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March 20, 2017 EDITORIAL

Editorial: Striking while the iron is hot

At noon on March 10, the principals behind Onsite Builders & Development of Westwood came into WBJ's offices ready to detail the $35-million proposal they had just laid on Worcester city officials to remake the old Worcester County Courthouse.

Onsite was one of four developers to express an interest in taking over the aborted effort to revitalize the old downtown courthouse, after a New Hampshire developer pulled out of the deal in December. While the previous plan the city had entered called for the development of some 115 apartments, Onsite's rendering showed a plan for a much more ambitious redevelopment of the 4.3-acre site, calling for up to 300 market-rate apartments along with office and retail space. In addition, they have received assurances that financing is in place for their $35-million plan, another sign of strong investor confidence in Worcester's economy and real estate market.

Just a few years ago, such a scene would have been impossible; four developers vying for a previously moribund piece of Worcester history. So much for Worcester's long-held reputation as a tough place to invest. Today, the winner of the courthouse sweepstakes will simply join the chorus of people remaking downtown at the Mercantile Center, CitySquare, the city's hotel and sports scenes, and in small pockets throughout the central city. After a decade of largely public projects meant to catalyze private development, the city's ship is coming in.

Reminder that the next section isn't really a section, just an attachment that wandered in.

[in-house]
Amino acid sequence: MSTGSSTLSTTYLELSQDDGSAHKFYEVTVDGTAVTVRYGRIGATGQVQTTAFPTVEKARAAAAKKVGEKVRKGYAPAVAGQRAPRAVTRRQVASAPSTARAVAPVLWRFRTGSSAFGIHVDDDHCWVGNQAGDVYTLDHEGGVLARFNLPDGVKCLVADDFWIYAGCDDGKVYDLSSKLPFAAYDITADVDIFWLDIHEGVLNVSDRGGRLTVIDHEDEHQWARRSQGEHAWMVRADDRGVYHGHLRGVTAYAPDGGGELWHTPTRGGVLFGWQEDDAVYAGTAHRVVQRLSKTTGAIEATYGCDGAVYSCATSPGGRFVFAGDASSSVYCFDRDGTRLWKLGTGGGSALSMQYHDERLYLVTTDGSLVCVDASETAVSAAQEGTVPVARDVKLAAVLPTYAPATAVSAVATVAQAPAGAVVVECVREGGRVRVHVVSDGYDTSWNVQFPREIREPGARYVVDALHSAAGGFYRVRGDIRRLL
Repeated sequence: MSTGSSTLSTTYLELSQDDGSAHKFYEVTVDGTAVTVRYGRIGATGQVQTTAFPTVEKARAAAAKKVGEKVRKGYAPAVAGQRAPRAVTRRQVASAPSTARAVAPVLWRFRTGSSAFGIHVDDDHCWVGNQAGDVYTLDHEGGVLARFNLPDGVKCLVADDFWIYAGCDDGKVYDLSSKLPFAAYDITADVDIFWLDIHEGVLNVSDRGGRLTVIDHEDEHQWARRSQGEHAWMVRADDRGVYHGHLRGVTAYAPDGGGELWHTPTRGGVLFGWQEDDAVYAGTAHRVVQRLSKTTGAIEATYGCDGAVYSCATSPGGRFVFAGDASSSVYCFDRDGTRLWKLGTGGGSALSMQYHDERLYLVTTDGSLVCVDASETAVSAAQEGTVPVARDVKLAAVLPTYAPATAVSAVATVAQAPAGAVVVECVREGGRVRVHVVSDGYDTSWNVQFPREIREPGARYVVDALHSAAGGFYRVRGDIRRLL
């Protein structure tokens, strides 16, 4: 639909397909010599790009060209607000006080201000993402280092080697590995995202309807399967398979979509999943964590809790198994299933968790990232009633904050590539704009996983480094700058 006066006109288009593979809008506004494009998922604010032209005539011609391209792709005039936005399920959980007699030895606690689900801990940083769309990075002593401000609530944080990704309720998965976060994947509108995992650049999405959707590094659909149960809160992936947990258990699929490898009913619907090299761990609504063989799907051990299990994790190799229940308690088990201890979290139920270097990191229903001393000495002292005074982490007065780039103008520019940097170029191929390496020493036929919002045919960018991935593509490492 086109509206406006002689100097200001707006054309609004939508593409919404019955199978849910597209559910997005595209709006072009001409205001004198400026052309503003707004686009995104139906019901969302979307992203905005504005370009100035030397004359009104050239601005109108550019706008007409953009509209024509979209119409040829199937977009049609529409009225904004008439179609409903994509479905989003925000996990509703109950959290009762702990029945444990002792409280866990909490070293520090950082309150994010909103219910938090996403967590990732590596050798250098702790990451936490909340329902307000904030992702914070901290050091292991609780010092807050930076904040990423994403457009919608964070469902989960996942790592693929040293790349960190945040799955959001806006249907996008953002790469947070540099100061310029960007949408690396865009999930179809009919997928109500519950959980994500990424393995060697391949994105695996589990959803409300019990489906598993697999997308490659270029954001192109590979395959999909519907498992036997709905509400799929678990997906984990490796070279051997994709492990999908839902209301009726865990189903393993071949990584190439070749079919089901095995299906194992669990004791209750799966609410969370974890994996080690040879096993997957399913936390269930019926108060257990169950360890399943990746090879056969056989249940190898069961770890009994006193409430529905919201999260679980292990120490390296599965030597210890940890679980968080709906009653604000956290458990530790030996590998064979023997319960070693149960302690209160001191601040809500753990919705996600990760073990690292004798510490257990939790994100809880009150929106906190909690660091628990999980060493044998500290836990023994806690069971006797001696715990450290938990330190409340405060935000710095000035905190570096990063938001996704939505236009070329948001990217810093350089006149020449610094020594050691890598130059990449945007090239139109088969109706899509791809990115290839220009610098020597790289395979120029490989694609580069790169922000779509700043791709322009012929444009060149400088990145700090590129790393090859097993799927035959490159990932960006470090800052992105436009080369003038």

When one of the courthouse proposals in Lincoln Square eventually gets selected, you can more tangibly see the pieces of the Worcester redevelopment puzzle coming more closely together. The developer of the Mercantile Center – Worcester's tallest property – is close to lining up a retail anchor for the ground floor of his 640,000-square-foot mixed-use complex. The Worcester Ice Center is adding a new layer of activity to the already booming Canal District, thanks to the efforts at Crompton Place and small investments on surrounding streets. The courthouse development promises to add to the momentum in Lincoln Square, where the historic auditorium stands ready for renewal, and the Worcester Technical High School site could be further developed. Maybe, just maybe, that momentum will be strong enough for the city to take a hard look at the Soviet-style police headquarters and consider reinventing or finding a new, more modern headquarters for the police department.

Much work remains, but today's momentum in Worcester is real, and it bodes well for the entire region. We all know the cost of living, especially housing, in Greater Boston is punishingly high. A hip, urban scene in Worcester, filled with an increasing number of residential units, can be a really attractive alternative.

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